So they walk up to him and Bets says, "Do you not think, [your Jawsomeness], that I expressed myself remarkably well just now?" "You were talking of dancing. That always renders a woman eloquent," the Jaw replies. Ha ha ha ha ha! He wasn't eavesdropping on them at all! Charlotte leaps in to announce that Bets has to play the piano now. "You are a strange creature by way of a friend, Charlotte! Always wanting me to play and sing before anybody and everybody! If my vanity had taken a musical turn, you would have proved in valuable! But as it is ... oh, very well. There is a fine old saying, Mr. [Robot], with which everybody is familiar: 'keep your breath to cool your porridge.' I shall keep mine to swell my song." How 'bout you keep your breath by NOT LAUNCHING INTO SPEECHES LIKE THIS! What was that, a full minute? Christ!

And, now - she sings! She plays the piano! She teases robots! Triple threat! The piano-playing is clearly faked, but the singing might be real. It's strange to see Bets try to sing and smile at the same time. They always told us not to do that in choir, because it distorts the sound or something. The Jaw slowly strolls around the room. After all, his figure appears to best advantage while walking. If the Jaw had been programmed to feel the sensation of pleasure, he would be feeling it right about now. Unfortunately, he is only programmed to feel the URGE TO END HUMAN LIFE!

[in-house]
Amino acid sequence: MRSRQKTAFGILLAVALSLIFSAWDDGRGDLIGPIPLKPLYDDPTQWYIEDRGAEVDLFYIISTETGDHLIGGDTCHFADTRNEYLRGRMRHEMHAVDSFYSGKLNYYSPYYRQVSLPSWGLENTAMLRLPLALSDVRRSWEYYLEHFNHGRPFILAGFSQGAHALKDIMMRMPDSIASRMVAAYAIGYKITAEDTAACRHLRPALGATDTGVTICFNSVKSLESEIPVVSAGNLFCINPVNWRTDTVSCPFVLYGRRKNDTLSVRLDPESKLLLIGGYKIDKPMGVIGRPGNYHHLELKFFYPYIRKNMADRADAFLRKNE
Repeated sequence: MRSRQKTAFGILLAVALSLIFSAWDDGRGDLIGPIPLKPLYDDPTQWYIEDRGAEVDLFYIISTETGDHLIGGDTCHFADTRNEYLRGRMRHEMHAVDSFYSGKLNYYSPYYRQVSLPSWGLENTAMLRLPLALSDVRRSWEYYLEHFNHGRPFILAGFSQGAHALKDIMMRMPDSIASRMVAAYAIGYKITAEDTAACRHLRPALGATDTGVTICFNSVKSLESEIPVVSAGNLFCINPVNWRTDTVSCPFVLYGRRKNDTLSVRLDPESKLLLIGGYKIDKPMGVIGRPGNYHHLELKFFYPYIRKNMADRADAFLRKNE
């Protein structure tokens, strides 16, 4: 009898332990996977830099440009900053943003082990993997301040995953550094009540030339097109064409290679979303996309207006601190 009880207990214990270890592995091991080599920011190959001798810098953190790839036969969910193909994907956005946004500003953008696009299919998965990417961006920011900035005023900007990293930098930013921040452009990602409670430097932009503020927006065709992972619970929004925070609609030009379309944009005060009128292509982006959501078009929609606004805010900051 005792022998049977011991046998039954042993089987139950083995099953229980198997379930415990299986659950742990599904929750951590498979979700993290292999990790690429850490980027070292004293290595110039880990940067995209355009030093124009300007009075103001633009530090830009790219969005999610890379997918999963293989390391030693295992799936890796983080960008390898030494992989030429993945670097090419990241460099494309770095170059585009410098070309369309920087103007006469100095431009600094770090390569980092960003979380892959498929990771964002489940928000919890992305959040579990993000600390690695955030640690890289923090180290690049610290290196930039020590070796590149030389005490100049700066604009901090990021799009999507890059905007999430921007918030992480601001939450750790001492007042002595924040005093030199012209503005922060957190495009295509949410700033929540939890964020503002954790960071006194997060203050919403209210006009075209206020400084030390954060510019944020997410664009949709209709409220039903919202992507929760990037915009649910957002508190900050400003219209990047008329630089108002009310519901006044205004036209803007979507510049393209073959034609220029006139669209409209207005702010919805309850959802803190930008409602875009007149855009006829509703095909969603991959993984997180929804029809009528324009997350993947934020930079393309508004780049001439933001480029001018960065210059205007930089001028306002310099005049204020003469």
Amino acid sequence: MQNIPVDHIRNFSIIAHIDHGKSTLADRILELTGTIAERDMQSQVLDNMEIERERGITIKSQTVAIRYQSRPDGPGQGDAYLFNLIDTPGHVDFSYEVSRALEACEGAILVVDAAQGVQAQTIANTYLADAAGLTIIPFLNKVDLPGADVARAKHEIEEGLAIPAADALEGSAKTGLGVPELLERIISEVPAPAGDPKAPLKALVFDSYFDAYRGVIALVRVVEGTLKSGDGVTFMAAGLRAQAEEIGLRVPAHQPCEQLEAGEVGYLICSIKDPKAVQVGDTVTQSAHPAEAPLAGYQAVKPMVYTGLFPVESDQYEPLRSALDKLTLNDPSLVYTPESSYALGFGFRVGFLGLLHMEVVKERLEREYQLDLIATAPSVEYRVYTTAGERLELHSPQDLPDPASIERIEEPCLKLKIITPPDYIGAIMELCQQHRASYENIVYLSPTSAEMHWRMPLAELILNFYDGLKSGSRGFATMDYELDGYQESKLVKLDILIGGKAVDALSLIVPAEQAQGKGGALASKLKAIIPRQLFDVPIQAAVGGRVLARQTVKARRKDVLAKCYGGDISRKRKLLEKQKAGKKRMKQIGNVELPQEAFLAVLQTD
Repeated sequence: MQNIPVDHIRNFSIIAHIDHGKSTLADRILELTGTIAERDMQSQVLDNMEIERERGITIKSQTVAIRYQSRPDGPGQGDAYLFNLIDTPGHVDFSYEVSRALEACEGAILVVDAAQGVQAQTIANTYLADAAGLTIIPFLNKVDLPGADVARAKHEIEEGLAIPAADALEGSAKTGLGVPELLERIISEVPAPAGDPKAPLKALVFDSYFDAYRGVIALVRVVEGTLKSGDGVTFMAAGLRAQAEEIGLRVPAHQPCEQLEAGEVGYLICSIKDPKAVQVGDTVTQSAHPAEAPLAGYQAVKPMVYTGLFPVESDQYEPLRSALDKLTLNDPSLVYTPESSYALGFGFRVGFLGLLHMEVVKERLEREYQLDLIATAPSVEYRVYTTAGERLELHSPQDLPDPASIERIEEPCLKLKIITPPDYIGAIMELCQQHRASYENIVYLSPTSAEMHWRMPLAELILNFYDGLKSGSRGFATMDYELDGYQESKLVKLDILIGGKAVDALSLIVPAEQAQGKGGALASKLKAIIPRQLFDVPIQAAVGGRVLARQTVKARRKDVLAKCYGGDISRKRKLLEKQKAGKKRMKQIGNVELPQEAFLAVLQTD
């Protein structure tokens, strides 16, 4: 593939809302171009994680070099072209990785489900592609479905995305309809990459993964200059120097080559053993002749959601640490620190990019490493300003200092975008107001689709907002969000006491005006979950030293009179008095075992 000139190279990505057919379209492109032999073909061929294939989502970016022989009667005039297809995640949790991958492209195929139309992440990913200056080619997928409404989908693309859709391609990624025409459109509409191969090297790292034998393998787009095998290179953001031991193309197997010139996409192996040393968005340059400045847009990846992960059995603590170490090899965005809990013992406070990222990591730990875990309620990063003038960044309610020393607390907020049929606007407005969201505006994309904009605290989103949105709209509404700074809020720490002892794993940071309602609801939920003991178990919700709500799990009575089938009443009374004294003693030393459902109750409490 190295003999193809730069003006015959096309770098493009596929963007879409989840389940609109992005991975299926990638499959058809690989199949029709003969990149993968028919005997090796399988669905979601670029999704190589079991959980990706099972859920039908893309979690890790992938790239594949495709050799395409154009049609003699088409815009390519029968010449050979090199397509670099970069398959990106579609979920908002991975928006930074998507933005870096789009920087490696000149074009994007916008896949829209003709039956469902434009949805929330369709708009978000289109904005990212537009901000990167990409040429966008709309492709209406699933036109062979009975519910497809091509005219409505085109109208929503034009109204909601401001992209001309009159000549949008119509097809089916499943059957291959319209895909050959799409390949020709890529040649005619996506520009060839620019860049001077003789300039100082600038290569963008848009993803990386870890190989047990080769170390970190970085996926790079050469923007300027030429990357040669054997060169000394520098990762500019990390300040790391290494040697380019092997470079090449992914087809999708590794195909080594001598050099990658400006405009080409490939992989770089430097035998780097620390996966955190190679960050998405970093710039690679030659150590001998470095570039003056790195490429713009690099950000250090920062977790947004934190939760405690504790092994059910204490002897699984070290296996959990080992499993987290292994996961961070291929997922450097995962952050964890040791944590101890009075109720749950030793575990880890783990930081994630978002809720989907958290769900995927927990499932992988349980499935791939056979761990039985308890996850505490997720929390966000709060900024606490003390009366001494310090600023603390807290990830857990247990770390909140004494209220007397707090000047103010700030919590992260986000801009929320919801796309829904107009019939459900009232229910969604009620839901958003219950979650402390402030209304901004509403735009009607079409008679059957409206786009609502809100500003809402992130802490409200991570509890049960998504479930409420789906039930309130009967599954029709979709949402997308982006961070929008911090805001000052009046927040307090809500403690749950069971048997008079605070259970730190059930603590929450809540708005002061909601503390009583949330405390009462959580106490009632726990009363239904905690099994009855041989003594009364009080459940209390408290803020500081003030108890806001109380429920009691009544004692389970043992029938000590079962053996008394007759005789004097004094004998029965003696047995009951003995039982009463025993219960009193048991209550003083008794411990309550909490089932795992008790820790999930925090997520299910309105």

Bets ends her song; during the applause, Mary skittles forward and begins to - but what's this? Guys, I don't believe. A bunch of people are just outside my dorm, with protest signs and little flyers - hang on a second, I can see it out the door.

Oh, they say "The Society for the Protection of Our Mary." Must be some Catholic group. Their logo looks like a pair of glasses and a book, and - no, it's not Catholics! They're pro-Mary Bennet protestors! One is holding a sign that says, "Mary Bennet Had Few Other Choices" and another one says something like "Lizzy is a rich [wife?]" but it's hard to make out. They're yelling "Volume I, Chapter 6, Paragraph 22!" It's not very catchy, but I just looked it up, and it obviously refers to this: